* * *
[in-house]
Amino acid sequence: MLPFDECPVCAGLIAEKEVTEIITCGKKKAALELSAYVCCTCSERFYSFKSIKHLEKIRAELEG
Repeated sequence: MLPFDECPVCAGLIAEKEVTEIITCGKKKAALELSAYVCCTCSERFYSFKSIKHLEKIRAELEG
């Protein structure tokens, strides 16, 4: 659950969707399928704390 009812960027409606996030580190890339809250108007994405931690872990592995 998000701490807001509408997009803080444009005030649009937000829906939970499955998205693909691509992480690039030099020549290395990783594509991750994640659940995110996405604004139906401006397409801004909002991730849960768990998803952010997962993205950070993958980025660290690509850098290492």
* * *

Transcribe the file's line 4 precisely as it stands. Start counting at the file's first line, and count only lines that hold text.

């Protein structure tokens, strides 16, 4: 659950969707399928704390 009812960027409606996030580190890339809250108007994405931690872990592995 998000701490807001509408997009803080444009005030649009937000829906939970499955998205693909691509992480690039030099020549290395990783594509991750994640659940995110996405604004139906401006397409801004909002991730849960768990998803952010997962993205950070993958980025660290690509850098290492």